When a homeowner dies and there is probate property remaining the probate process can take time. But just how are creditors handled during this process? In this article we have taken time to outline the considerations at every stage, and in what order creditors will be prioritised in the probate process.
How are estate creditors handled in Probate?
Losing a loved one is always tough. Not only does it affect a family emotionally, but settling a person’s estate can be a major headache. If an estate is worth over $75,000 in the state of Florida, it will go through probate court. If you are the executor of an estate. one thing you will have to deal with is paying any creditors the decedent might have had. Creditors will expect to be paid even if the person they lent the money to is dead.
There are a few things you should know about the probate process that will make everything go smoothly when you are settling the estate of a loved one.
How the Probate process works
When a person dies in Florida, you must notify the circuit court within 10 days after finding out about the death. If their estate was very small and did not include any real estate, you will not have to go through the probate court. If they have been dead for over two years, or the assets are worth less than $75,000, the will simply goes through a summary administration.
In all other cases where there is probate property, the estate must go through the formal probate process. A will must name someone as an executor. The executor attends court asking to be named as the personal representative of the estate.
The representative will be given a Letter of Administration authorizing them to settle the estate. The personal representative inventories the estate, pay any taxes that are owed as well as the bills of any creditors. The court supervises the representative.
On payment of all the bills, money is distributed to the estate’s heirs. Once everything has been distributed, the case is closed. Then all the representative are released from any further responsibilities.
Creditors rights to probate property
Probate cases can take years to complete. Creditors will have two years to file a claim to recover money from an estate and any probate property remaining. There are certain creditors that will have priority over others. In The Sunshine State, 8 classes of debt are processed in this order:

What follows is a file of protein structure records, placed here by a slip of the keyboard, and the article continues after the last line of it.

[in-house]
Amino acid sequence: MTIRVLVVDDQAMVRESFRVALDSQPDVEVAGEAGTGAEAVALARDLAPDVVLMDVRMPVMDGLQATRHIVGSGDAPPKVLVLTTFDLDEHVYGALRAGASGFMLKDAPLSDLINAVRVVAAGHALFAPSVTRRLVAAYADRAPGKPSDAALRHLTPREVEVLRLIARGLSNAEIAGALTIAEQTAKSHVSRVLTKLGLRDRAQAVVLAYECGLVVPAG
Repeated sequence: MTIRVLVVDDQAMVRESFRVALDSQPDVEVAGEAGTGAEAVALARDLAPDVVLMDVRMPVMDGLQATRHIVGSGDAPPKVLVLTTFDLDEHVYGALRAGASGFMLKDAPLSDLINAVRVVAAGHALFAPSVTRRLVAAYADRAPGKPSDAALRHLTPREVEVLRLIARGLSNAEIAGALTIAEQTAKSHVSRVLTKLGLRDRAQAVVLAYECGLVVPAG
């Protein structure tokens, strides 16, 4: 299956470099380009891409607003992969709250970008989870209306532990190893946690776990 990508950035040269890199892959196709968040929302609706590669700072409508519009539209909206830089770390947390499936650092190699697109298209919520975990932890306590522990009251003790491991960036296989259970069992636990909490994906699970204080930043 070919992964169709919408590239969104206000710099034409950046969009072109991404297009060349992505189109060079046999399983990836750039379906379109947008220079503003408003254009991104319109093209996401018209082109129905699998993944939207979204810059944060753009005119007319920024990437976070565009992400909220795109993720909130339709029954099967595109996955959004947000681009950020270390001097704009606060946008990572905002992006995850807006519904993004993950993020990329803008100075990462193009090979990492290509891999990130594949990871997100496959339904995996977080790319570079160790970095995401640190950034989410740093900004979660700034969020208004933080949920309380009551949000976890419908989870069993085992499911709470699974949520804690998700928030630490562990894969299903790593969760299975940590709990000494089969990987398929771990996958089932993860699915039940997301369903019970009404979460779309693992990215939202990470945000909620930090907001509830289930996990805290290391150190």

1: Attorney fees and expenses of the representative.
2: The state allows for $6,000 of funeral expenses to be paid before anything else.
3: Tax debts and recovery of Medicaid expenses.
4: Hospital and medical expenses that are under 60 days old.
5: Family support of up to $18,000 during the probate period.
6: Any money owed for child support.
7: If the deceased had a business that continued to run after they died, the debts of the business would be paid at this stage.
8: All other debts, including judgments and credit card debt. Finally, payment is made for additional funeral expenses and medical bills.
Creditors will only be able to go after the money that is in the actual estate. This a challenge with probate property. If the decedent left you a Paid on Death bank account, a life insurance policy, or living trust, no creditor will be able to touch it.
A final word on probate property
According to the website dhgpl-law.com, it is always a good idea to be represented by a professional estate attorney whenever you go through probate. Settling an estate can be a full-time job, and you probably already have one of those. A lawyer will be very familiar with the paperwork and the process of probate. They will be able to help you settle your loved one’s affairs so you can focus on remembering the person that you lost.
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